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Iconic Leslie Jordan moments, from ‘Will & Grace’ to Instagram fame

Leslie Jordan performs with Cassadee Pope at the Ryman Auditorium in Nashville last year. (Jason Kempin/Getty Images)

Actor and comedian Leslie Jordan, 67, known for his television appearances in “American Horror Story,” “Will & Grace” and “Call Me Kat,” died on Monday in Los Angeles, according to his agent. Jordan’s unique humor and Southern accent touched the hearts of audiences across multiple generations. After a glittering acting career on the small screen, he found a new stage on an even smaller one: Instagram.

Here are some of the moments his fans and former colleagues are remembering fondly:

His iconic ‘well, well, well’ drawl

Before his internet stardom, Jordan was best known for his recurring role on “Will & Grace,” which ran on NBC from 1998 to 2006 and brought the first gay lead actors on a hit U.S. sitcom into millions of living rooms.

His performance as sassy socialite Beverley Leslie, and frenemy to Megan Mullally’s iconic, boozy Karen Walker, won him an Emmy for outstanding guest actor in a comedy series in 2006. He often strolled onto the screen at opportune moments with the catchphrase: “Well, well, well.”

His comedic chemistry with Mullally

His on-screen rivalry and chemistry with Mullally created some of the show’s most memorable moments — which one fan described as “a comedy masterclass.”

In one scene widely shared on Tuesday, he greets her character with the line: “Karen Walker, I thought I smelled gin and regret.”

His co-stars from “Will & Grace” honored the actor by sharing photos of him in costume from the show. “My heart is breaking. … Leslie Jordan was, hands down, one of the greats,” Mullally wrote. “How brilliant it was that millions of people were able to discover the real Leslie and his love of life and unparalleled storytelling abilities on instagram.”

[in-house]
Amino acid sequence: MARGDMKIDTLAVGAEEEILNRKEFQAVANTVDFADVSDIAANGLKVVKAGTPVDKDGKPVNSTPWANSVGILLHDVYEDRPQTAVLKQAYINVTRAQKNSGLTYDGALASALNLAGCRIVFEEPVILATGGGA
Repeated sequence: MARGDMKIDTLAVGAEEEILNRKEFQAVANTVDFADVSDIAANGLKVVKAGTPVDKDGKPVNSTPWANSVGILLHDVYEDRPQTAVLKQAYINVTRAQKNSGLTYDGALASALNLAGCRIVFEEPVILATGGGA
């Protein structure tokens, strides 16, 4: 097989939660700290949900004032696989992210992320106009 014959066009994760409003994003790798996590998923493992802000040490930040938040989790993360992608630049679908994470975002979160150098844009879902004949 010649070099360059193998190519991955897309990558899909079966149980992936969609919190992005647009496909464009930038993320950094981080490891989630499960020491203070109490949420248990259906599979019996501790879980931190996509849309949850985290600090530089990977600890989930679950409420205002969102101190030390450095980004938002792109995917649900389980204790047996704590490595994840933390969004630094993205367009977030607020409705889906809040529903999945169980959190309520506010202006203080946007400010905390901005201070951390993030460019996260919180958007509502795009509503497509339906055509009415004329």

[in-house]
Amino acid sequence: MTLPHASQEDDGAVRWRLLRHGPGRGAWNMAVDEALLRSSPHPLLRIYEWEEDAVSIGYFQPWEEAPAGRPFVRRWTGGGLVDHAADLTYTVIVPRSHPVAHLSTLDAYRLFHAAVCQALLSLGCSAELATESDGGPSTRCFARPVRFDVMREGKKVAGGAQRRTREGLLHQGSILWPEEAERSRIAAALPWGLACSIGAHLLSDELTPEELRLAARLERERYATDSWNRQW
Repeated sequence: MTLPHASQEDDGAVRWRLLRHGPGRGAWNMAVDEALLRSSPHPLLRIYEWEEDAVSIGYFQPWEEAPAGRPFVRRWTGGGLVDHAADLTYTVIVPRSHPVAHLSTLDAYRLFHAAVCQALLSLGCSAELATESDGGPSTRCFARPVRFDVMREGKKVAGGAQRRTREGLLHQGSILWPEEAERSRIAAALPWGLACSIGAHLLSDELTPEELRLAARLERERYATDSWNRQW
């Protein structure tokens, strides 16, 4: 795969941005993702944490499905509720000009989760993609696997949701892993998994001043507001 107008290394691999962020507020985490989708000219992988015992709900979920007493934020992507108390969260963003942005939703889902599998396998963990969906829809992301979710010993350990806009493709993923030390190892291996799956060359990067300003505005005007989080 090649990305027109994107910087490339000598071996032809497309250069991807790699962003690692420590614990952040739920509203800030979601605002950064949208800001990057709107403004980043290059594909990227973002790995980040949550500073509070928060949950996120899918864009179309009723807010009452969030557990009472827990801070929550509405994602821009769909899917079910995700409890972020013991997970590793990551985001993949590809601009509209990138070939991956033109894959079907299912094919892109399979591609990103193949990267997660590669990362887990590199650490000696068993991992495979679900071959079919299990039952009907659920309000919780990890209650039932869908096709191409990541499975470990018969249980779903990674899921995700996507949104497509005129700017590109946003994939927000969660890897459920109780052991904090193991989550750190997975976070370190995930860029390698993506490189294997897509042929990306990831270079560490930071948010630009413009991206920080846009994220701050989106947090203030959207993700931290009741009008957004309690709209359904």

Fans of the sitcom also praised Jordan for being open about his sexuality. “Leslie Jordan was one of the first gay people I ever saw on TV,” one person tweeted. “He has made me smile so many times.”

His internet rebirth

As the coronavirus pandemic swept the globe — Jordan, then 64 — returned from Hollywood to hunker down in Chattanooga, Tenn., where his 94-year-old mother lived. Armed with little more than plenty of spare time, his phone’s front-facing camera, and the occasional baton — the self-described computer-illiterate actor found internet stardom.

Jordan’s videos, in which he carefully deployed his acid-tongued, high-camp sense of humor, introduced him to a new generation of fans. His Instagram account grew from 20,000 followers in 2020 to 5.8 million by the time of his death.

Jordan was perplexed at first by his sudden rise to viral fame, he told The Washington Post in an interview published in April 2020. “Who are these people? I had no idea. It’s all of a sudden becoming popular, and how is this happening?”

With the help of internet-savvy friends, Jordan embraced his new audience with an array of energetic posts — including a recurring series of self-produced home-fitness videos deploying a back scratcher as a piece of exercise equipment.

Leslie Jordan is our feisty quarantine uncle

Instagram role model for young LGBT people

More frequently than not, Jordan was sidetracked during his pandemic videos by humorous memories, often about life in Tennessee as a young gay man.

In one much-loved clip, he recalled the reaction of his father upon returning home with Army colleagues to find Jordan performing twirls with a baton in the front yard. “He loved me. He just didn’t know what to make of me,” he recalled of his father.

In another video he identified himself as a “high school cheerleader stuck in a 65-year-old male body.” He said, “I think I fell out of the womb and landed in my mother’s high heels.”

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